s.b

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seen Oct 9 '12 at 3:52

Sep
14
awarded  Commentator
Sep
14
comment homeomorphism question relating to the topological 3-sphere
You are talking about the usual construction of $S^{3}$ the one asked is bit unusual. In general there are many ways to triangulate a surface (and here break up a solid into polyherdral parts: essentially a CW complex). If you keep track of the smaller parts and their intersections you can decompose the solid into more manageable parts. The question is showing the sphere is two solid tori.
Sep
13
comment The matrix exponential: Any good books?
For finite dimensional matrices you are essentially talking about exponential maps on lie groups. So look up any elementary nook on lie algebras and lie groups (may be it is worthwhile to consider compact lie groups first). Off hand I can think of M.Artin's Algebra, Bump's Lie Groups.
Sep
13
comment Notation Issues
I am guessing here, but most likely $S^{\star}X$ would be the space of Schwartz Bruhat functions on $X$. If you do not know what that is it is better to work with a healthier substitute and you can assume $S^{\star}X$ is space of smooth (infinitely differentiable) compactly supported real functions on $X$.
Sep
13
comment What branch of mathematics is most needed in the industry or how one can make living with mathematics (apart from teaching)?
I think you need to define relevant job more clearly. If you wish to maximize your chances at a financial institution studying economics or perhaps mathematical economics is more useful. Studying mathematics for that purpose is not the most efficient route.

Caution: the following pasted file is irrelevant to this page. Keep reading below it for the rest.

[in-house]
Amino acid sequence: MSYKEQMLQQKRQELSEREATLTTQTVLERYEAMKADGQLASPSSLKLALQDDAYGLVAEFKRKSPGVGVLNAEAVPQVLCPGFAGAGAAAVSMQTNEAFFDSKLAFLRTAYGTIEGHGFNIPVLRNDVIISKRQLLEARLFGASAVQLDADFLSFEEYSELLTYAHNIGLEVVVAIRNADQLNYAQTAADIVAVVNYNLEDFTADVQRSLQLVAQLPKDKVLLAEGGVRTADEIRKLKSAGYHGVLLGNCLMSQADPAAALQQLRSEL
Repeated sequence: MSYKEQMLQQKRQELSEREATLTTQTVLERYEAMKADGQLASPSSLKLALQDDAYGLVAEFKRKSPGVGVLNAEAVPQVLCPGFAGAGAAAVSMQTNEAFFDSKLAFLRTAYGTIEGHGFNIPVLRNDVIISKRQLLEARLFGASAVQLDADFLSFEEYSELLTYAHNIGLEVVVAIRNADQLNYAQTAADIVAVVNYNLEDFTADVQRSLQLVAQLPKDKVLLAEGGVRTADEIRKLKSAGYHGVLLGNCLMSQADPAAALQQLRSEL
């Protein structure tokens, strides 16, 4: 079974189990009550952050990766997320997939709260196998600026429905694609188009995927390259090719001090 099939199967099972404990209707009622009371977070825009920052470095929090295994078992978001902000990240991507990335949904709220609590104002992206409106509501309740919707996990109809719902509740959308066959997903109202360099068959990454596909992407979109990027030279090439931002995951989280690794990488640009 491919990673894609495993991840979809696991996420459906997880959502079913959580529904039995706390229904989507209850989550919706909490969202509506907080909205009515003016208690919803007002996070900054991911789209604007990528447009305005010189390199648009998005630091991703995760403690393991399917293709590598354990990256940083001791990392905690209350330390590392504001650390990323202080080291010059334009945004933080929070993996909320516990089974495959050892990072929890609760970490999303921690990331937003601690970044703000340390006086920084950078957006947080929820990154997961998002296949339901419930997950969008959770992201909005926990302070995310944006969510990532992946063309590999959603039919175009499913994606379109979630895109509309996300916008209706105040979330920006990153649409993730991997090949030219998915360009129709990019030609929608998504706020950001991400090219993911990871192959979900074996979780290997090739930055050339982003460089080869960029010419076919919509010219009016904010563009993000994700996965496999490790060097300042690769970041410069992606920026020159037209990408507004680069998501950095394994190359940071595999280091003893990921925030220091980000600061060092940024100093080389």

Sep
13
comment Proving that there are infinitely many primes with remainder of 2 when divided by 3
Use Dirichlet's theorem on primes in Arithmetic progressions. Well it is an overkill but you don't have to do anything.en.wikipedia.org/wiki/Primes_in_arithmetic_progression
Sep
13
comment I've heard that some kinds of mathematics are so abstract, what's the point in it?
I do not understand if you mean abstraction of programing languages in a concrete technical sense or a rather loose figurative sense. But, mathematics is no more abstract to a mathematician than playing a (difficult) piece of music to a pianist. Of course to an outside r it looks strange and esoteric.
Sep
13
comment Connectedness of centralizer exercise
Look at any discussion on Spec of a commutative ring (like exercise to the fist chapter of Atiyah Macdonald).
Sep
13
comment Connectedness of centralizer exercise
As you computation shows, the points lying in the centralizer of t in Sp(4) is an algebraic variety over $K$ (same in the Gl4 case but slightly more complicated). The relevant topology topology is the Zariski topology. More concretely, look at the ring $ K[x_{1}. \ldots, x_{8}]$ and quotient it by the ideal $(x_{1}x_{7} -x_{5}x_{3}, x_{1}x_{8} + x_{2}x_{7} - x_{3}x_{6} -X_5}x_{4})$ and show that the resulting quotient has idempotents.
Sep
13
answered Some question on filtrations
Sep
12
answered What's a good place to learn Lie groups?
Sep
12
answered Trivilisations of Vector Bundles
Sep
12
answered Suggestions for further topics in Commutative Algebra
Sep
12
answered How many subsets are there in a set of size $n$? No combinatorics
Sep
12
awarded  Editor
Sep
12
comment Derivative of $f(s) = \frac{1}{\prod_{k=1}^{n}(x_k-s)}$
sorry ! typo fixed.
Sep
12
revised Derivative of $f(s) = \frac{1}{\prod_{k=1}^{n}(x_k-s)}$
added 26 characters in body
Sep
12
answered Local Isomorphism on Topological Groups
Sep
12
awarded  Teacher
Sep
12
answered Derivative of $f(s) = \frac{1}{\prod_{k=1}^{n}(x_k-s)}$